Wednesday, June 11, 2014

The real reason why ISO is so interesting in controlling counterfeiting

I recently wrote about how businesses respond to economic restrictions by working around them. And it's not just minimum wages that keep company executives up at night. Some companies have to deal with little intellectual property restrictions that restrict them from issuing their own name-brand jeans or medications. So they counterfeit.

I've been employed by software companies for the majority of my working life, so I obviously don't have a high regard for counterfeiting and other forms of intellectual theft. But if you want to know who REALLY hates counterfeiting, you have to look to ISO.

ISO doesn't just say that counterfeiting is bad. They author standards that battle counterfeiters.

But why would ISO be so interested in setting standards in this area?

Prof. Hyeonho Park, Director of the Institute of Crime Science at Yongin University, Republic of Korea, says that the health risks associated with counterfeiting are diverse.

Examples include lethal amounts of melanin in infant formula, carcinogenic Sudan Red food dye, medicines with little or no active ingredients, aircraft replacement parts that fail, and substandard electrical cords that catch fire.

One of the most harmful forms of counterfeit goods is fraudulent medicines. In recent years, there has been a marked increase in the manufacturing, trade and consumption of these products – often with harmful, and at times fatal, results.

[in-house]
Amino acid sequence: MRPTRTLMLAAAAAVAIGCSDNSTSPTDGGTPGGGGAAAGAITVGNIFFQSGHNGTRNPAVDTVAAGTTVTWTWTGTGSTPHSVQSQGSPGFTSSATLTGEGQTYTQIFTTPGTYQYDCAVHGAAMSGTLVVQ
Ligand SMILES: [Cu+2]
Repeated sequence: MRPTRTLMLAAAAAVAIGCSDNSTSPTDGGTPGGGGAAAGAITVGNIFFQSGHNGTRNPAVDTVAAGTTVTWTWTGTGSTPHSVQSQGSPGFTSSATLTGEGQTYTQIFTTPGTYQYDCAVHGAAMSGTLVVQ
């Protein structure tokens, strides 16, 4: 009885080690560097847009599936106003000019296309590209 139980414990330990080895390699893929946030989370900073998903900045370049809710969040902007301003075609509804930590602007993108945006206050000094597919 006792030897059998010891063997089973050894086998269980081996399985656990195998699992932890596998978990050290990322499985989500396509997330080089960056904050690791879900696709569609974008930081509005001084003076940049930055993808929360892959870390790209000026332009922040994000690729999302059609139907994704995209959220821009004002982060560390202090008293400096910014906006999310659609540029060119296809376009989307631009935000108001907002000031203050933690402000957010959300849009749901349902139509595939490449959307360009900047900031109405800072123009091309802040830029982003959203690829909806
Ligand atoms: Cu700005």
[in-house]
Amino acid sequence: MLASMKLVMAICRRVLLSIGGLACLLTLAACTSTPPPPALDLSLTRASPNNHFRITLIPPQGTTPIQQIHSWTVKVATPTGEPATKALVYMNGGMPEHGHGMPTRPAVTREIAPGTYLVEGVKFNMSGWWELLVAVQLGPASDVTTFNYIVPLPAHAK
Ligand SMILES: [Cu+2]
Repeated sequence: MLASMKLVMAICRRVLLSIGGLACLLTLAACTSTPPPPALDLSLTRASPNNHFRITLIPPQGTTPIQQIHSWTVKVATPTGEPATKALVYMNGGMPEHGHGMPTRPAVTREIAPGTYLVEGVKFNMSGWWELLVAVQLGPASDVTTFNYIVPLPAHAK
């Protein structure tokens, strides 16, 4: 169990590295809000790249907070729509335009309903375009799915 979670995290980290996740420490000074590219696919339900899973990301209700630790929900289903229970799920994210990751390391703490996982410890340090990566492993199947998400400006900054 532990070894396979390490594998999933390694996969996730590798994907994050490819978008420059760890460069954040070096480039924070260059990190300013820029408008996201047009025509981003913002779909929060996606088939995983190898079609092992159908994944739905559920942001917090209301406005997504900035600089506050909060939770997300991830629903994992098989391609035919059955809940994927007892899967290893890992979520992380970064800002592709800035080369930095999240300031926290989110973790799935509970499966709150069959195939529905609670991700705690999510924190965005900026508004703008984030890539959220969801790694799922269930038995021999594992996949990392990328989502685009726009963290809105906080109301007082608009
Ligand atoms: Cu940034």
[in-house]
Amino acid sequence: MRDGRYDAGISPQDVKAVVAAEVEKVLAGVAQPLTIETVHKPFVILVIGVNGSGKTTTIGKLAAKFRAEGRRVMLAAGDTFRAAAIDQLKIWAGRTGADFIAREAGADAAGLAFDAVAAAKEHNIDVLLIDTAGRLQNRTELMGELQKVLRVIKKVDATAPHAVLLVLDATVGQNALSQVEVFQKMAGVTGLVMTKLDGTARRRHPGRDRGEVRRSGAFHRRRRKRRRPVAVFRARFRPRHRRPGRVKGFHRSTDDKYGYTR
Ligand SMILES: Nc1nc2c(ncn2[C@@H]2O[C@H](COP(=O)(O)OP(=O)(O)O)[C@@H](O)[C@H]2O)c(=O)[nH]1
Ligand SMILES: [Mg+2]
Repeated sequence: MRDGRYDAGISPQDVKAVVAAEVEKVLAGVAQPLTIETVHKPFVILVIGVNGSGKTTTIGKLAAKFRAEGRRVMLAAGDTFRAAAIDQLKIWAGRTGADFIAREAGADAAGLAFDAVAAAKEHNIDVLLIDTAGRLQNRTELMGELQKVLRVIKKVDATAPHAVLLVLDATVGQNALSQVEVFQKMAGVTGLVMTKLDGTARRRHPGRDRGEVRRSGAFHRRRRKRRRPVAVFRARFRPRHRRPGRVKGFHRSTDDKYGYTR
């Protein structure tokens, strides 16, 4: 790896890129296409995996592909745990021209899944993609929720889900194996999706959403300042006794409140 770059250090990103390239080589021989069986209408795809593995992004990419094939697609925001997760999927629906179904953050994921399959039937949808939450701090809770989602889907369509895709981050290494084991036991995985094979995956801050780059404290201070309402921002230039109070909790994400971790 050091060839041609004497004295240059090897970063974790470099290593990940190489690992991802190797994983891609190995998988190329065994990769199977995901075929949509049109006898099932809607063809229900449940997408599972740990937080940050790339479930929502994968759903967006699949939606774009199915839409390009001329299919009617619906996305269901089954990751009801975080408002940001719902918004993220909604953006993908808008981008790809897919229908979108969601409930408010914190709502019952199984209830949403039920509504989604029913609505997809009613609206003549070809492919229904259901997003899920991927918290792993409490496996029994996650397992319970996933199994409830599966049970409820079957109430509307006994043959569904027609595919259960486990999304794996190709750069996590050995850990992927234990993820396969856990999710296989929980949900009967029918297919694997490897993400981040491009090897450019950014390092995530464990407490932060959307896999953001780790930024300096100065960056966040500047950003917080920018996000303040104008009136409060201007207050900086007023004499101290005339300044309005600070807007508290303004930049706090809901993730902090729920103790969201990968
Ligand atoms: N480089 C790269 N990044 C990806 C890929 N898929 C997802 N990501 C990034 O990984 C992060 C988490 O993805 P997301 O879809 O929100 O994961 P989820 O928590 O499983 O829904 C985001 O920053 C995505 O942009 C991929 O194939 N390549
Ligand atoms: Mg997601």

Actually, that's not the reason why ISO is so gung-ho about battling counterfeiters.

The sheer size of the counterfeit industry is staggering. A report from the Organisation for Economic Cooperation and Development (OECD) put the value of counterfeit goods that crossed international borders at over USD 250 billion in 2007. That’s far larger than other scourges of the underworld economy, such as weapons smuggling and human trafficking. It even rivals the international trade in illegal drugs.

It's not that either.

[C]ounterfeiting can significantly reduce the profitability of legitimate businesses. Internationally, the trade in counterfeit products is estimated to cause economic loss to legitimate companies in the range of USD 500 to USD 700 billion annually.

Getting warmer, but that's not the real reason.

Where’s the harm, you might ask ? The truth of the matter is quite startling. Counterfeits create an underground trade that deprives governments of revenue for vital public services and imposes greater burdens on taxpayers.


As you can see, not only are the counterfeiters economically motivated, but the people who battle the counterfeiters are economically motivated also. You don't mess with the tax man, as Al Capone discovered.
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